Despite advances in CGI, the depiction of some simple tasks remains a challenge. Putting on clothes is one of these, where stiff character models animated by hand have to interact with flowing fabrics controlled by physics simulators. Integrating these two systems is tricky, not least because the act of putting on clothes is full of small, unconscious adjustments based on subtle factors like the fabric's material. This means that animators often just avoid depicting getting dressed or stick to simple clothing and actions, like characters putting on capes in The Incredibles.
You might think the solution to this would be powerful computers or more realistic physics engines, but a group of researchers from the Georgia Institute of Technology have a different answer: teach the characters to put on clothes themselves. In their recent paper "Animating Human Dressing," they explain that by breaking the act of dressing down into basic "primitive actions" and keeping the physics simulations of the fabric, they can model characters getting dressed with natural motions much more simply than before.
"The character has the intelligence to understand its own actions."
"The difference really with [animating] dressing right now is that it's all done manually," explains Karen Liu, one of the co-authors of the paper. "They use physics simulation on the clothes and then do manual keyframe animation on the character side, and wrap it together and hope that something reasonable will happen. What we're proposing is something more automatic. The character has the intelligence to understand its own actions."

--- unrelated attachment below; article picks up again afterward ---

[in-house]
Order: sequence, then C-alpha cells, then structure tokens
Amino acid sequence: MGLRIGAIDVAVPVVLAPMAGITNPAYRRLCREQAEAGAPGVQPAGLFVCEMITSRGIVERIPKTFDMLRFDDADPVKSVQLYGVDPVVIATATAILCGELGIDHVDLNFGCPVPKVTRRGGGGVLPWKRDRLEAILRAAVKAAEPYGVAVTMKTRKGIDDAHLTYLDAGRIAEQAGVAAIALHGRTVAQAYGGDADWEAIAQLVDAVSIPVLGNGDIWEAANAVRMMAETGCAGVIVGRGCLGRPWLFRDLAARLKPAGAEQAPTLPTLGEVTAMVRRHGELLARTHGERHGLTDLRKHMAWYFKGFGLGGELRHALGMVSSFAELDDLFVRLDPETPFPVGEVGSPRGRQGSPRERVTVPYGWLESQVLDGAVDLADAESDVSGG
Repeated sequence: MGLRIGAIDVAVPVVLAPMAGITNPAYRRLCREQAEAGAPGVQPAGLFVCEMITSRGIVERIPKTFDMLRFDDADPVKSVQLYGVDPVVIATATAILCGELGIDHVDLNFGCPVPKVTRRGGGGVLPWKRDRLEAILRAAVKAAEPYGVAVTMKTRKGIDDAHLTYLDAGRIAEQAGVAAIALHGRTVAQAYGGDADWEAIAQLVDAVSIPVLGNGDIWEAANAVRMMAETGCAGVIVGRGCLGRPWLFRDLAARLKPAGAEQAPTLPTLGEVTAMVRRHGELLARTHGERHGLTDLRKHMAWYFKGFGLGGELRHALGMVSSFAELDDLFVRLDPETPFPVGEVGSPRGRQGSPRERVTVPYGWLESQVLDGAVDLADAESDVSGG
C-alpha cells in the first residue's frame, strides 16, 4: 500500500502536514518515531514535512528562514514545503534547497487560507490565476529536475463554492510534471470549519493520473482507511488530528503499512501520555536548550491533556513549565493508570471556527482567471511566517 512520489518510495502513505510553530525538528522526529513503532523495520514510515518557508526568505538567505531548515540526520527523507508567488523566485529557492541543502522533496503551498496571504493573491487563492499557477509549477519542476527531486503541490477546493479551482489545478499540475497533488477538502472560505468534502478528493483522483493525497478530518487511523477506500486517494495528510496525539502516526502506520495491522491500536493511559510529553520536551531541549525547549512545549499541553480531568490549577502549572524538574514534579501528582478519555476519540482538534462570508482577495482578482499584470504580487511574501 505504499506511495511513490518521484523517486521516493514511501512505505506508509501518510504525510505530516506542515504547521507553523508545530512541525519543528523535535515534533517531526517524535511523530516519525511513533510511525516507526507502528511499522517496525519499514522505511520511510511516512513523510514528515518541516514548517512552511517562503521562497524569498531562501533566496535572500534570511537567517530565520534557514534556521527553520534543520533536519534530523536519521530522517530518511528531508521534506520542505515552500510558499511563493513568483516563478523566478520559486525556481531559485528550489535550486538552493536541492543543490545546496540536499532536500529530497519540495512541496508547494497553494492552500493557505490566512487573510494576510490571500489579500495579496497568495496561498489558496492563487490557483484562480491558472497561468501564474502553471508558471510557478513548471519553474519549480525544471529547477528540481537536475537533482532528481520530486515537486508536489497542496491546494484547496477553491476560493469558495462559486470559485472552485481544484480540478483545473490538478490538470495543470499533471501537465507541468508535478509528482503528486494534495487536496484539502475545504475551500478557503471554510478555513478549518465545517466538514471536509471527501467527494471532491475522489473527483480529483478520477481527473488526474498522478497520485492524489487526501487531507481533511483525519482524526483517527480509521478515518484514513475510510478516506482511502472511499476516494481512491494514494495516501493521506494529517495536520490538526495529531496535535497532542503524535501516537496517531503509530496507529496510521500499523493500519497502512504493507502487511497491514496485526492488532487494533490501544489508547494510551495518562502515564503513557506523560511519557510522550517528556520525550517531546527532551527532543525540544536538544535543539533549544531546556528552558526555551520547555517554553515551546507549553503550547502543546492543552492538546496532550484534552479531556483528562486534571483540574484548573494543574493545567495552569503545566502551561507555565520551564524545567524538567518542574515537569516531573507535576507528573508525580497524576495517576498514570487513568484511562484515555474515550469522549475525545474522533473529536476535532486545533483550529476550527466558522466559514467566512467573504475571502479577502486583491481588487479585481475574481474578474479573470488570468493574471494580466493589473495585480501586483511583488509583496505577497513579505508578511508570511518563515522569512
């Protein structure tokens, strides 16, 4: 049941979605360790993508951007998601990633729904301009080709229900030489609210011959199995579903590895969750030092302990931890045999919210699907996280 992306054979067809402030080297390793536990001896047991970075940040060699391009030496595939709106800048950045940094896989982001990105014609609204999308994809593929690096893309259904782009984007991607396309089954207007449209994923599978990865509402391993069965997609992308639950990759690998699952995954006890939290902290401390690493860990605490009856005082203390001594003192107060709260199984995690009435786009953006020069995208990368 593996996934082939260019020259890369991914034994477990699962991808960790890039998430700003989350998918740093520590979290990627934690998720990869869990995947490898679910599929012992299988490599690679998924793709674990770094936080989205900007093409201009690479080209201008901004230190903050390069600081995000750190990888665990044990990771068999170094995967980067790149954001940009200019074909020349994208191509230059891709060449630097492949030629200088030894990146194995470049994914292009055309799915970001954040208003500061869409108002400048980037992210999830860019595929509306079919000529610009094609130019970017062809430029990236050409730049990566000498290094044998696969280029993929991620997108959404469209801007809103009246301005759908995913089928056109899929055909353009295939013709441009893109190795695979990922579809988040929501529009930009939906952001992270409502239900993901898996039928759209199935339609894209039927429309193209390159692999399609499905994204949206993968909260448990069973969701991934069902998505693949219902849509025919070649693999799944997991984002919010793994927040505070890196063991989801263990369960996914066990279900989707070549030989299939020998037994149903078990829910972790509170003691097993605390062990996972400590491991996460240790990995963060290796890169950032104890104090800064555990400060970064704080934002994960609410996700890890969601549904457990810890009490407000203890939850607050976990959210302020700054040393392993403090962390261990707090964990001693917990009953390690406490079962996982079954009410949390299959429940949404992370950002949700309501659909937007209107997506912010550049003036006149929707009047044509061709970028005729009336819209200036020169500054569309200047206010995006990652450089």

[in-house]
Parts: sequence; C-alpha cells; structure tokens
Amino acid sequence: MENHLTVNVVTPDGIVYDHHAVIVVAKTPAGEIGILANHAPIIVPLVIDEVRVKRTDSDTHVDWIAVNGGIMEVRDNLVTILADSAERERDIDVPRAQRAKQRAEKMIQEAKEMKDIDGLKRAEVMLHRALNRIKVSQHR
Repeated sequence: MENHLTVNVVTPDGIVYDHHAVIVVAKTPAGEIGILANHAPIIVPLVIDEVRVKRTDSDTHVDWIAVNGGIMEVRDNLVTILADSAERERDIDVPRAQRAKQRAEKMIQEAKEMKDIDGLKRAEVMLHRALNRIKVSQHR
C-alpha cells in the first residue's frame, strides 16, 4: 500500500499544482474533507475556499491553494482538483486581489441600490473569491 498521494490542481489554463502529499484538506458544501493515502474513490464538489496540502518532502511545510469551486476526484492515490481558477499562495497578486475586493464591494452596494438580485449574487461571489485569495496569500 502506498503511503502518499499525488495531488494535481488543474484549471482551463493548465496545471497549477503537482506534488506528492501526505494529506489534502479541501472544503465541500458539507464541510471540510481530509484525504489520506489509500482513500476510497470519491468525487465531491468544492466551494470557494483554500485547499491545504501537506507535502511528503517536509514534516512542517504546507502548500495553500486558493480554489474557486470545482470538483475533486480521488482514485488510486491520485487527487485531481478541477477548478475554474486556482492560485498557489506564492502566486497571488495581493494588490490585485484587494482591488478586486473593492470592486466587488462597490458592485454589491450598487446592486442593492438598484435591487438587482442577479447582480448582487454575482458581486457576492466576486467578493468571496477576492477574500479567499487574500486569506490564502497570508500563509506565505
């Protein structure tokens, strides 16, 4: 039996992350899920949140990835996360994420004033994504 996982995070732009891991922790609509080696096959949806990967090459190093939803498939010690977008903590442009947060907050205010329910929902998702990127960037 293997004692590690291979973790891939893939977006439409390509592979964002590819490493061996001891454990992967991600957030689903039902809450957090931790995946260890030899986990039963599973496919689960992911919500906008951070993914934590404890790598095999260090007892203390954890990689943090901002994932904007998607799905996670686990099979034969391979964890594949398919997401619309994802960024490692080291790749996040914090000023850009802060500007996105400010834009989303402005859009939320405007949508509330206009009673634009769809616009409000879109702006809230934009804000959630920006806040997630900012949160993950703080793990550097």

Using Liu and her colleagues' new software, animators should find it much easier to create all sorts of staple dressing scenes, from the essential Gearing Up For Battle By Putting On My New Army Jacket montage to the ever-popular Awkwardly Pulling On Clothes While Trying To Avoid Waking My One Night Stand routine.
Looking sharp, anonymous mannequin character! (Animating Human Dressing)
The research might also be useful for controlling robots in the future, with the team currently investigating whether they could use their work to build mechanical aids for people who have difficulty dressing themselves. After all, says Liu, putting your arm into a shirt sleeve is essentially "navigating a highly occluded environment that is constantly deforming" — surprisingly tricky to pull off unless you've had years of practice like us humans.